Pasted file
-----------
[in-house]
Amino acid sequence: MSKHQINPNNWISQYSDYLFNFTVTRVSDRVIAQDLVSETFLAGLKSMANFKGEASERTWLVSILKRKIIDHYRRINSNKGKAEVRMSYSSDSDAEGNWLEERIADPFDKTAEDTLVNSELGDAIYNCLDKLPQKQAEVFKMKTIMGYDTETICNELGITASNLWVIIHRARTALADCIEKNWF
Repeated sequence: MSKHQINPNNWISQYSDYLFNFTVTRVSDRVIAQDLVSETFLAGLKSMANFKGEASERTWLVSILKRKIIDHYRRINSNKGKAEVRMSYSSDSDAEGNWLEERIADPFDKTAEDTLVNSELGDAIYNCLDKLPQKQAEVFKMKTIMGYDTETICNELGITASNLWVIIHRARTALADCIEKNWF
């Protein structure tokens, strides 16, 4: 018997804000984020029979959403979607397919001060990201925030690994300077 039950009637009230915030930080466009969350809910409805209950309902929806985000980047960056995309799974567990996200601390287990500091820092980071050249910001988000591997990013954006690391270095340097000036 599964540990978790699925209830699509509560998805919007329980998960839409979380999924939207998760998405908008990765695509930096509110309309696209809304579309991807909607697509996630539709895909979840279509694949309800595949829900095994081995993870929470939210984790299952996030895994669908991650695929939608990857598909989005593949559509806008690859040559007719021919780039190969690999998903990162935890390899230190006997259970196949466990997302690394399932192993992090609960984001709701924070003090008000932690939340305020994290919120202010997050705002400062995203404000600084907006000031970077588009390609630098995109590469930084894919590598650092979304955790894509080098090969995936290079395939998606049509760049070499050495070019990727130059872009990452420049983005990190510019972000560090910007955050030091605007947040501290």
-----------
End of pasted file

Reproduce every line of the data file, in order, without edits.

[in-house]
Amino acid sequence: MSKHQINPNNWISQYSDYLFNFTVTRVSDRVIAQDLVSETFLAGLKSMANFKGEASERTWLVSILKRKIIDHYRRINSNKGKAEVRMSYSSDSDAEGNWLEERIADPFDKTAEDTLVNSELGDAIYNCLDKLPQKQAEVFKMKTIMGYDTETICNELGITASNLWVIIHRARTALADCIEKNWF
Repeated sequence: MSKHQINPNNWISQYSDYLFNFTVTRVSDRVIAQDLVSETFLAGLKSMANFKGEASERTWLVSILKRKIIDHYRRINSNKGKAEVRMSYSSDSDAEGNWLEERIADPFDKTAEDTLVNSELGDAIYNCLDKLPQKQAEVFKMKTIMGYDTETICNELGITASNLWVIIHRARTALADCIEKNWF
């Protein structure tokens, strides 16, 4: 018997804000984020029979959403979607397919001060990201925030690994300077 039950009637009230915030930080466009969350809910409805209950309902929806985000980047960056995309799974567990996200601390287990500091820092980071050249910001988000591997990013954006690391270095340097000036 599964540990978790699925209830699509509560998805919007329980998960839409979380999924939207998760998405908008990765695509930096509110309309696209809304579309991807909607697509996630539709895909979840279509694949309800595949829900095994081995993870929470939210984790299952996030895994669908991650695929939608990857598909989005593949559509806008690859040559007719021919780039190969690999998903990162935890390899230190006997259970196949466990997302690394399932192993992090609960984001709701924070003090008000932690939340305020994290919120202010997050705002400062995203404000600084907006000031970077588009390609630098995109590469930084894919590598650092979304955790894509080098090969995936290079395939998606049509760049070499050495070019990727130059872009990452420049983005990190510019972000560090910007955050030091605007947040501290």